), since the new pivot table isn’t found.

## 27.3 Seeking a Goal

The Tools, Goal Seek menu item in Calc allows a formula to be executed ‘backwards’. Instead of supplying the input to a formula, and obtaining the formula’s result, the result is given and “goal seek” works backwards through the formula to calculate the value that produces the result.

The Calc Goal Seek example contains several uses of “goal seeking”. It begins like so:

```
# in goal_seek.py
def main(self) -> None:
with Lo.Loader(connector=Lo.ConnectPipe()) as loader:
doc = CalcDoc(Calc.create_doc(loader))
sheet = doc.get_sheet(0)
gs = doc.qi(XGoalSeek, True)
# -------------------------------------------------
# x-variable and starting value
cell1 = sheet.get_cell(cell_name="C1")
# formula
cell2 = cell1.get_cell_down()
cell2.set_val("=SQRT(C1)")
x = cell1.goal_seek(
gs=gs, formula_cell_name=cell2.cell_obj, result=4.0
)
print(f"x == {x}\n") # 16.0
# more goal seek examples ...
```

Goal seek functionality is accessed via the XGoalSeek interface of the document.
Also, a spreadsheet is needed to hold an initial guess for the input value being calculated (which I’ll call the `x-variable`

), and for the formula.
In the example above, the `x-variable`

is stored in cell `C1`

with an initial value of `9`

, and its formula (`sqrt(x)`

) in cell `C2`

.

`Calc.goal_seek()`

is passed the cell names of the `x-variable`

and formula, and the formula’s result, and returns the `x-value`

that produces that result.
In the example above, `Calc.goal_seek()`

returns `16.0`

, because that’s the input to `sqrt()`

that results in `4`

.

`Calc.goal_seek()`

is defined as:

```
# in Calc class
@classmethod
def goal_seek(
cls, gs: XGoalSeek, sheet: XSpreadsheet, cell_name: str,
formula_cell_name: str, result: numbers.Number
) -> float:
xpos = cls._get_cell_address_sheet(sheet=sheet, cell_name=cell_name)
formula_pos = cls._get_cell_address_sheet(sheet=sheet, cell_name=formula_cell_name)
goal_result = gs.seekGoal(formula_pos, xpos, f"{float(result)}")
if goal_result.Divergence >= 0.1:
Lo.print(f"NO result; divergence: {goal_result.Divergence}")
raise GoalDivergenceError(goal_result.Divergence)
return goal_result.Result
```

The heart of `Calc.goal_seek()`

is a call to `XGoalSeek.seekGoal()`

which requires three arguments:
the address of the `x-variable`

cell, the address of the formula cell, and a string representing the formula’s result.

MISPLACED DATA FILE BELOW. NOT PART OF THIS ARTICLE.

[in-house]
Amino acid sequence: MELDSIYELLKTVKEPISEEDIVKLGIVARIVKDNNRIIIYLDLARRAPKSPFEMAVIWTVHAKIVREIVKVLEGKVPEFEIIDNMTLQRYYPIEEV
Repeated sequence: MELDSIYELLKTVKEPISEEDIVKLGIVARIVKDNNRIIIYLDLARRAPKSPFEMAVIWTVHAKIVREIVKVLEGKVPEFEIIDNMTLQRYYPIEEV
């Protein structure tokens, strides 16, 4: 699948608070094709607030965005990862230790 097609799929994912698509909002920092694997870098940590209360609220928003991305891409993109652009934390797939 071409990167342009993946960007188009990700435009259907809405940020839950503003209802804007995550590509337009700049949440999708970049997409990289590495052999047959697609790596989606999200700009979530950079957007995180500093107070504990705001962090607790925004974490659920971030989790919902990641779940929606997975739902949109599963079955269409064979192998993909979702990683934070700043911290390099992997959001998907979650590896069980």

The call returns a GoalResult object that contains two fields:
Result holds the calculated `x-value`

, and Divergence measures the accuracy of the `x-value`

.
If the goal seek has succeeded, then the Divergence value should be very close to `0`

; if it failed to find an `x-value`

then Divergence may be very large since it measures the amount the `x-value`

changed in the last iteration of the “goal seek” algorithm.

Not sure what algorithm “goal seek” employs, but it’s most likely a root-finding methods, such as Newton-Raphson or the secant method.
These may fail for a poor choice of starting `x-value`

or if the formula function has a strange derivative (an odd curvature).
This can be demonstrated by asking “goal seek” to look for an impossible `x-value`

, such as the input that makes `sqrt(x) == -4`

:

```
# in goal_seek.py
try:
x = cell1.goal_seek(gs=gs, formula_cell_name=cell2.cell_obj, result=-4.0)
# The formula is still y = sqrt(x)
# Find x when sqrt(x) == -4, which is impossible
print(f"x == {x} when sqrt(x) == -4\n")
except GoalDivergenceError as e:
print(e)
```

There’s no need to change the starting value in `C1`

or the formula in `C2`

. The output is:

```
'Divergence error: 1.7976931348623157e+308'
```

“Goal seek” can be useful when examining complex equations, such as:

[*** missing formula ***]

What’s the `x-value`

that produces `y == 2`

?

Actually, this equation is simple: is factorized into , and the common factor removed from the fraction; the equation becomes:

So when `y == 2`

, `x`

will be `1`

.
But let’s do things the number-crunching way, and supply the original formula to “goal seek”:

```
# in goal_seek.py
cell1 = cell1.get_cell_right() # D1
cell2 = cell2.get_cell_down() # D2
cell1.set_val(0.8)
cell2.set_val("=(D1^2 - 1)/(D1 - 1)")
x = cell1.goal_seek(
gs=gs, formula_cell_name=cell2.cell_obj, result=2
)
print(f"x == {x} when x+1 == 2\n")
```

The printed `x-value`

is `1.0000000000000053`

If a formula requires numerical values, they can be supplied as cell references, which allows them to be adjusted easily.
The next “goal seek” example employs an annual interest formula, `I = x*n*i`

, where `I`

is the annual interest, `x`

the capital, `n`

the number of years, and `i`

the interest rate.
As usual, the `x-variable`

has a starting value in a cell, but `n`

and `i`

are also represented by cells so that they can be changed. The code is:

```
# in goal_seek.py
cell1 = sheet.get_cell(cell_name="B1")
cell2 = cell1.get_cell_down() # B2
cell3 = cell2.get_cell_down() # B3
cell4 = cell3.get_cell_down() # B4
cell1.set_val(100000)
# n, no. of years
cell2.set_val(1)
# i, interest rate (7.5%)
cell3.set_val(0.075)
# formula
cell4.set_val("=B1*B2*B3")
x = cell1.goal_seek(
gs=gs, formula_cell_name=cell4.cell_obj, result=15000
)
print(
(
f"x == {x} when x*"
f"{cell2.get_val()}*"
f"{cell3.get_val()}"
" == 15000\n"
)
)
```

“Goal seek” is being asked to determine the x-value when the annual return from the formula is `20000`